– If they had not repented, would they have been forgiven?
    – If they had not been baptized for the forgiveness of their sins, would they have been forgiven?

  • The Greek word used for baptism in the New Testament is “baptidzo,” which literally means dip, immerse, plunge, sink or even drown. Classical Greek authors used this word to describe ships sinking in naval warfare. The clear implication is total immersion. – Douglas Jacoby

  • Have you ever been baptized in water, after repenting, for the forgiveness of your sins and to receive the Holy Spirit?

    Dying With Christ

Romans 6:1-7
– How does the decision to die to yourself, which you made during the Discipleship study, play a role in

baptism? What is the relationship between spiritual death and baptism?

– At what point do you spiritually die with Christ? At what point are you buried with Christ? At what point are you raised with Him?

– According to this passage, is it necessary to be baptized in order to become one with Christ?

Paul’s Conversion

  • Acts 9:9-11 and Acts 22:6-16
    – This is the account of Paul’s conversion to Christianity. In these verses, we see that Paul had a number of 
    very powerful spiritual experiences. 


    Miraculously saw Jesus.

    Was knocked off his horse by Jesus.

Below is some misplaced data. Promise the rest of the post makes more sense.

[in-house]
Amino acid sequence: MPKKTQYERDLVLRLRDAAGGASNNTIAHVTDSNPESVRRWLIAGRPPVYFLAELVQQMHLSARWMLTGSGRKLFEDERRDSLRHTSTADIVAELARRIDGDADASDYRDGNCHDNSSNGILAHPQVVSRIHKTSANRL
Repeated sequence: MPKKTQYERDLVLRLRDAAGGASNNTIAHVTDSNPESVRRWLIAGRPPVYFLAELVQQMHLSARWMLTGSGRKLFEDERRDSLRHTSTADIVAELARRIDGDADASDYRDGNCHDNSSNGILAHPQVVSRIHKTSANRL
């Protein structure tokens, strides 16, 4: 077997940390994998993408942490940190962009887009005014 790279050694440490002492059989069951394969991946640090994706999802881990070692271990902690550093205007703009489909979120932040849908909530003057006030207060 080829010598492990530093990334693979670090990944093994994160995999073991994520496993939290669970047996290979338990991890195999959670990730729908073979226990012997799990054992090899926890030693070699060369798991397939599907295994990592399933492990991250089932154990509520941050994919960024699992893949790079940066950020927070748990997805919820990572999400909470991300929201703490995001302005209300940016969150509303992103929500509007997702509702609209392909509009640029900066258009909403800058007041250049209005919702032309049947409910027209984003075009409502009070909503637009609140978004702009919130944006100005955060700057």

Talked to Jesus personally after He had ascended to Heaven.

    Was blinded by Jesus.

    Recognized Jesus as Lord and confessed Him as Lord.

    Prayed and fasted for three days after realizing he had been sinning grievously against Jesus by killing and imprisoning His followers.

    – According to Acts 22:16, did any of these powerful experiences save Paul from his sins? – At what point did God wash away Paul’s sins?

  • This is consistent with Acts 2:38, Mark 16:15-16, 1 Peter 3:18-21, Acts 8:26-39, Galatians 3:26-27, Colossians 2:11-12 and John 3:3-5.

    Common Questions Concerning Baptism

  • Doesn’t Romans 10:9-10 say that we only need to believe in Jesus and confess Jesus as Lord in order to be saved?

    – Romans 10 is not dealing with people in need of salvation. If you read Romans 10:1-5, you will see that Paul is writing to people who are being falsely taught that unless they obey the Jewish law they will not be right with God. They have already been baptized.

    – Paul is convincing people who have already been baptized and saved (Romans 6:1-7) that they are still saved because they continue to believe and confess Jesus as Lord. He is not teaching them how to go from a state of being lost to a state of being saved.

    – If the only condition for salvation were heartfelt belief, then Paul would have been saved when he was knocked off his horse and the Jews in Acts 2 would have been saved when they were cut to the heart by Peter’s speech. However, when we read those passages we see that in both cases their faith had to be coupled with repentance and baptism in order for them to be forgiven.

  • How does God’s grace play a role in our salvation? (Ephesians 2:4-5)

    – Grace is unmerited favor. When we are saved by repenting and being baptized, we have not earned our salvation; it is a gift of God. All we have done is fulfilled the conditions of God’s forgiveness. God’s grace is conditional. If grace was unconditional, then everyone who was ever born would automatically be saved and there would be no need for faith, repentance or baptism. God’s love for us is unconditional, but His saving grace is conditional on our faith, repentance and baptism.